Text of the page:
It's an odd claim to make for a film that won the Oscar for cinematography, but at its best Master and Commander: The Far Side of the World (released on video this week) is less a visual experience than an aural one. Director Peter Weir opens with aerial shots of a tall ship accompanied by on-screen text--"H.M.S. Surprise ... N. coast Brazil. Admiralty orders: ... 'Intercept French privateer Acheron en route to Pacific.'"--before swiftly shifting to a nighttime change of watch aboard the vessel. The camera glides past sleeping sailors and silent cannons; we see a hand flip an hourglass and another ring a bell; shadowy figures climb the rigging as others descend. The real function of the scene, however, is not to let us see--it takes place, after all, at night--but to let us hear. And what we hear is a marvel. Weir and his sound people fill the darkness with the low gurgle of the sea, the heavy creak of the hull, the squeak of hammocks and lanterns swaying with the ship's roll, the strain of rope ladders carrying men's weight. The scene has no narrative or expository purpose, but it announces Weir's intentions with wordless clarity: Master and Commander may feature crashing naval battles and acts of derring-do, but its primary concern will be the portrayal of life aboard this ship, the mundane rhythms and chores that were part of life in the Royal Navy circa 1800.
The Surprise is the favorite ship of Captain Jack Aubrey (Russell Crowe), appearing in more than half of the twenty historical novels by Patrick O'Brian from which Master and Commander was adapted. There are few remaining accolades to throw in the direction of these extraordinary books, which center on the lives of Aubrey and his physician-comrade Stephen Maturin (Paul Bettany in the film), so I won't bother to add mine. I'll just cite the greater literary authority of John Bayley, who distinguished them from the seafaring adventures of C.S. Forester thus: "Although [O'Brian] is dutiful about giving us marine warfare ... his real interest is in the ships and the crews, in naval custom, habit, and routine, the daily ritual of shipboard life and the interplay of personality in the confinement of a wooden world. His ships are as intimate to us as Sterne's Shandy Hall or Jane Austen's village of Highbury in Emma ... except that [O'Brian's] village happens to be a wooden ship of war at the apogee of a great Navy's world sea power."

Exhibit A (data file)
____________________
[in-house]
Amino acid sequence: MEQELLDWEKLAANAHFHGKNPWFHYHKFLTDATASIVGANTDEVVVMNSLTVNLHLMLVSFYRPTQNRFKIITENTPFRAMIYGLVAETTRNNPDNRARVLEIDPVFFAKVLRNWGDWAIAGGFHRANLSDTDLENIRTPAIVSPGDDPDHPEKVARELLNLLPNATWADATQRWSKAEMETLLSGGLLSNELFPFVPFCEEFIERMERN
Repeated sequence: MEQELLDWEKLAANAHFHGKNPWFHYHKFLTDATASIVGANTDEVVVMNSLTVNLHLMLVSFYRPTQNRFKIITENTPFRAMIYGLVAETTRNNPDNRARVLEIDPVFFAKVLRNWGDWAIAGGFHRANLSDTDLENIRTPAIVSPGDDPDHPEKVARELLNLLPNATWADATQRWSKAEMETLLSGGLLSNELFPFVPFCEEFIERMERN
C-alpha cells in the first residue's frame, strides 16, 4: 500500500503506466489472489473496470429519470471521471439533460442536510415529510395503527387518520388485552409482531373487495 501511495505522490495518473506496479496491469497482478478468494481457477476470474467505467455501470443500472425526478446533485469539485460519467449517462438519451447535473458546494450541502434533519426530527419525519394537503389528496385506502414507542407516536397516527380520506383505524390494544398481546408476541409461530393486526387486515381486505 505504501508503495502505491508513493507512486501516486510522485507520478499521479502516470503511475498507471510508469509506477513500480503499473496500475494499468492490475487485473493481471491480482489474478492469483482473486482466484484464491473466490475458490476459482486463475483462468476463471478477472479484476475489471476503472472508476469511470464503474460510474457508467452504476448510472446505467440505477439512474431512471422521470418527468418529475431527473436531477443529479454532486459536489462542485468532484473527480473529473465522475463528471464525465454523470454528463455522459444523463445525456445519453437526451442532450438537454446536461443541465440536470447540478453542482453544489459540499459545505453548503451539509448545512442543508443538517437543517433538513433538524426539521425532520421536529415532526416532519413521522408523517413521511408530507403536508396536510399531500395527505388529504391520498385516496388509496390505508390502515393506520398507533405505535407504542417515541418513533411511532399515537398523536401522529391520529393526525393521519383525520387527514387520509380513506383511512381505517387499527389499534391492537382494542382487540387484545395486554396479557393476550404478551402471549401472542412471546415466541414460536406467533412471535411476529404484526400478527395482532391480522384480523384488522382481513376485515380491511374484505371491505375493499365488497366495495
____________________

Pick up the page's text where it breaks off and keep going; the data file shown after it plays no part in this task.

For all the complaints about liberties Weir took in his adaptation, which draws principally from the first and tenth books in O'Brian's series, he clearly understands this central point. The plot of Master and Commander is straightforward: The Surprise has been sent to destroy the French ship Acheron, which has in turn set its sights on destroying Surprise. The two ships cat-and-mouse their way (occasionally swapping roles) down the Eastern coast of South America, around the tip of Cape Horn, back up the Western coast, and on to the Galapogos Islands. In addition to two battles with the Acheron that serve to bookend the movie--the first of them a harrowing, revelatory piece of filmmaking--the Surprise deals with seas both too rough and too calm, a near-mutiny against a junior officer, and three tricky surgeries performed by Maturin (one on himself). Such episodes, in the movie as in the books, serve largely as opportunities for scrutinizing the social dynamics of naval life, the tensions between loyalty and resentment, friendship and duty, social class and military rank: Old seadogs take orders from peach-faced teenage officers; young aristocrats compete for the privilege of being the first in harm's way; and, always, Aubrey struggles to balance his dual relationship as Maturin's bosom friend and commanding officer.